Drax responded that they weren’t all that bad, as not only were they the most efficient coal-fired power station (which is like bragging about the least murderous serial killer), but also they were green because they ‘co-fired with biomass’, ie they burn some plants in with the coal.
They reinforced these eco-credentials, proudly declaring, ‘Drax Power has already made much progress in promoting local supply partnerships for future forestry and energy crops’.
A quick bit of maths, then.
Drax said they’re aiming to produce 10% of their output from biomass by the end of next year. Drax reportedly burns 10 million tonnes of coal a year.
In this article we're told
Drax engineers estimate that it will take 1.5m tonnes of biomass a year to replace the energy that comes from 1m tonnes of coal.
This more or less tallies with figures from Drax's initial use of biomass, where it was reported that 14,100 tonnes of willow would replace 10,000 tonnes of coal.
So, ten percent of their output was 1 million tonnes of coal, and would be replaced by 1.5 million tonnes of biomass.
That willow they trialled got just under than 10 tonnes per hectare. So, to get 1.5 million tonnes you'd need 150,000 hectares. Except that you only harvest once every three or four years, so you need to treble or quadruple that number to 450,000-600,000 hectares. There's 100 hectares to the square kilometre, so that’s 4,500-6,000 square kilometres.
Put another way, to supply Drax with 10% of its fuel from willow, we'd need to plant about 2% of the entire land area of the UK. In a very real sense, there isn't enough local land to supply Drax.
Were Drax capable of burning 100% willow, we'd need 20% of the entire UK - equivalent to all our arable land - planted to supply it.
And that would just be for one power station that supplies about one-fifteenth of our electricity.
There are those who claim that newer varieties of willow are higher yielding, up to 18 tonnnes per hectare. This still means planting 1% of the UK to supply Drax with its planned biomass, or if they were to burn entirely biomass, planting 10% of the UK.
Even if they were to do their 10% willow thing, it would reduce emissions by a mere 10%. This still means it is way, way higher emitting than anything else except burning straight coal.
But surely they can keep upping the biomass until it's a large amount? Even if the land existed, the technology doesn’t. Drax conceded
The engineers think it is technically feasible to go to 20% [biomass content]. We are targeting 10% and probably between 10% and 15% there is a window that needs to be explored.
So, with the very best imaginable result, it would still be 150% of the emissions from burning gas.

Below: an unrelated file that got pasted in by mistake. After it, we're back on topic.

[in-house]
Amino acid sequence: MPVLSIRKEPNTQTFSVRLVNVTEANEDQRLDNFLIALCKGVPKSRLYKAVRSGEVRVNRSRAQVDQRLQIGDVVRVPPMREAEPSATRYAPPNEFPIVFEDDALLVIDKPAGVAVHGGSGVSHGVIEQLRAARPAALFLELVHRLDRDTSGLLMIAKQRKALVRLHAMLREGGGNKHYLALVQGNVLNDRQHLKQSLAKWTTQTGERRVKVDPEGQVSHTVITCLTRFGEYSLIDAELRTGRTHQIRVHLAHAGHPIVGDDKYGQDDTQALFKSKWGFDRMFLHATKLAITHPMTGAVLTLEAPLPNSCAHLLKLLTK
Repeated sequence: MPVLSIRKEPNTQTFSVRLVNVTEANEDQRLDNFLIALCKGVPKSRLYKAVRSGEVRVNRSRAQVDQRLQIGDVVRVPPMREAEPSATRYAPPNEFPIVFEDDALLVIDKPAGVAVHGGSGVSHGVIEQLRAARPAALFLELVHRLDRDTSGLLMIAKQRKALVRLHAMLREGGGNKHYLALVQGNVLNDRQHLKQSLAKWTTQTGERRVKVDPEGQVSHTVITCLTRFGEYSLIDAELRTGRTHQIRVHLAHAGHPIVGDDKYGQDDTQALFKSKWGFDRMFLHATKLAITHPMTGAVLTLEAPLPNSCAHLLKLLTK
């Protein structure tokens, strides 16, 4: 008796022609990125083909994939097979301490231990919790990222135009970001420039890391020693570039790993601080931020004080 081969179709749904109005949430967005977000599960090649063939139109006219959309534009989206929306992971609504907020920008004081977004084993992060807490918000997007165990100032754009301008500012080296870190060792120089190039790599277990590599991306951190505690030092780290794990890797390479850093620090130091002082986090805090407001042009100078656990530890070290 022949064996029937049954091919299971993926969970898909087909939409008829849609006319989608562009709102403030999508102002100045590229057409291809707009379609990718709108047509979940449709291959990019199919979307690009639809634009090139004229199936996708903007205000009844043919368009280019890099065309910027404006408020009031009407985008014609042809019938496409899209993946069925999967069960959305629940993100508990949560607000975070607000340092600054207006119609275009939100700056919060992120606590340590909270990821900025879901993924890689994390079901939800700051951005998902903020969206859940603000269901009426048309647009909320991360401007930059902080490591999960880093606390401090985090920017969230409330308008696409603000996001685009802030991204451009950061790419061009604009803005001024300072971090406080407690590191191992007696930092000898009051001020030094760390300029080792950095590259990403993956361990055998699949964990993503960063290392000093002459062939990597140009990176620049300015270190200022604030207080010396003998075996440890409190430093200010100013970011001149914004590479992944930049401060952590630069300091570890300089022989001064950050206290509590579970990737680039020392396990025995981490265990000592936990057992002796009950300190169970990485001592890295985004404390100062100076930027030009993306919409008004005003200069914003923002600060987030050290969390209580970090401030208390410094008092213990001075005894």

All this ignores the emissions from planting, pruning and harvesting the willow, the emissions from fertilisers (nitrates give off nitrous oxide, a greenhouse gas several hundred times more potent than CO2), the oven-drying of the fuel and the transportation to Drax.
And those transportation issues can kick right in.
Earlier this month the Telegraph reported that ‘Drax power station recently replaced some of its elephant grass with a shipment of olive pips from Italy.’ (The Telegraph’s Earth section is well worth bookmarking, it frequently picks up on stuff you won’t find elsewhere).
But of course just as there isn’t enough local land to grow willow, there aren’t enough olive pips to supply that 10%. The bulk of it will have to come from much further afield. The cheapest source will be palm oil, which has a climate impact 10-30 times that of burning fossils.
The move to imported biomass isn’t driven by a lack of local land, but by the sacrosanct principle of profit. That same Telegraph piece interviews a Norfolk farmer who grew 11 hectares of miscanthus for a local biomass power station. They cancelled the order without giving a reason, leaving him seriously out of pocket and with bales of useless grass on his land.
Of course we can bet that, in the same way that BP don't count the emissions from oil they’d have got in their ‘carbon free’ hydrogen power plant, Drax’s calculations won’t find them liable for the emissions from the farming and transportation of their olive pips.
They mightn't appear in their published figures, but the climate is noticing them. What is actually happening is what should count. Any energy project should have a full-project emissions total. But corporations, committed to profit above all other concerns, will deploy all low-carbon technology in as high-carbon, dodgy accounting, loophole-stretching way as possible.
If we want to see how they’ll deal with carbon legislation, look at how they presently deal with tax legislation.